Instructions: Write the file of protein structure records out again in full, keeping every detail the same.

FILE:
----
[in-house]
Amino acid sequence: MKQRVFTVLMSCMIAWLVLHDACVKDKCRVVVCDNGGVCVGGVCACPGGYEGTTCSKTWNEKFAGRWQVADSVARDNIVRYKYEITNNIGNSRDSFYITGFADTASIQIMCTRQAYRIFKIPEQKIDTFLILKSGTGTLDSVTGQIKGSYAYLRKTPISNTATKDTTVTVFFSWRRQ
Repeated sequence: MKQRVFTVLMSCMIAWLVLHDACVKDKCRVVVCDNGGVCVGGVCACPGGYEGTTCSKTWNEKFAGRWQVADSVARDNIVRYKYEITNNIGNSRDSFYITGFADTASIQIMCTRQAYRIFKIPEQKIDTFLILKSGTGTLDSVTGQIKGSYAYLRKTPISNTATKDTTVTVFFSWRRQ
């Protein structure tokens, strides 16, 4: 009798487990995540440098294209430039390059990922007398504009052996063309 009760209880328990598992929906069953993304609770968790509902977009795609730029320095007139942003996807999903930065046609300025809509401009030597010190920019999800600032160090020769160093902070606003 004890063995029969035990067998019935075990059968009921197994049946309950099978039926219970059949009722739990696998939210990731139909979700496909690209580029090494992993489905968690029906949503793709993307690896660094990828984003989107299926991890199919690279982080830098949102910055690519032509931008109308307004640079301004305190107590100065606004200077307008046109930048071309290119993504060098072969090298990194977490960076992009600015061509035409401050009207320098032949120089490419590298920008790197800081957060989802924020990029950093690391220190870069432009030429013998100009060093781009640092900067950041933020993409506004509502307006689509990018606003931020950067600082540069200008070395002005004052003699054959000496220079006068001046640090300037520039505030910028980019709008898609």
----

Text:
[in-house]
Amino acid sequence: MKQRVFTVLMSCMIAWLVLHDACVKDKCRVVVCDNGGVCVGGVCACPGGYEGTTCSKTWNEKFAGRWQVADSVARDNIVRYKYEITNNIGNSRDSFYITGFADTASIQIMCTRQAYRIFKIPEQKIDTFLILKSGTGTLDSVTGQIKGSYAYLRKTPISNTATKDTTVTVFFSWRRQ
Repeated sequence: MKQRVFTVLMSCMIAWLVLHDACVKDKCRVVVCDNGGVCVGGVCACPGGYEGTTCSKTWNEKFAGRWQVADSVARDNIVRYKYEITNNIGNSRDSFYITGFADTASIQIMCTRQAYRIFKIPEQKIDTFLILKSGTGTLDSVTGQIKGSYAYLRKTPISNTATKDTTVTVFFSWRRQ
């Protein structure tokens, strides 16, 4: 009798487990995540440098294209430039390059990922007398504009052996063309 009760209880328990598992929906069953993304609770968790509902977009795609730029320095007139942003996807999903930065046609300025809509401009030597010190920019999800600032160090020769160093902070606003 004890063995029969035990067998019935075990059968009921197994049946309950099978039926219970059949009722739990696998939210990731139909979700496909690209580029090494992993489905968690029906949503793709993307690896660094990828984003989107299926991890199919690279982080830098949102910055690519032509931008109308307004640079301004305190107590100065606004200077307008046109930048071309290119993504060098072969090298990194977490960076992009600015061509035409401050009207320098032949120089490419590298920008790197800081957060989802924020990029950093690391220190870069432009030429013998100009060093781009640092900067950041933020993409506004509502307006689509990018606003931020950067600082540069200008070395002005004052003699054959000496220079006068001046640090300037520039505030910028980019709008898609």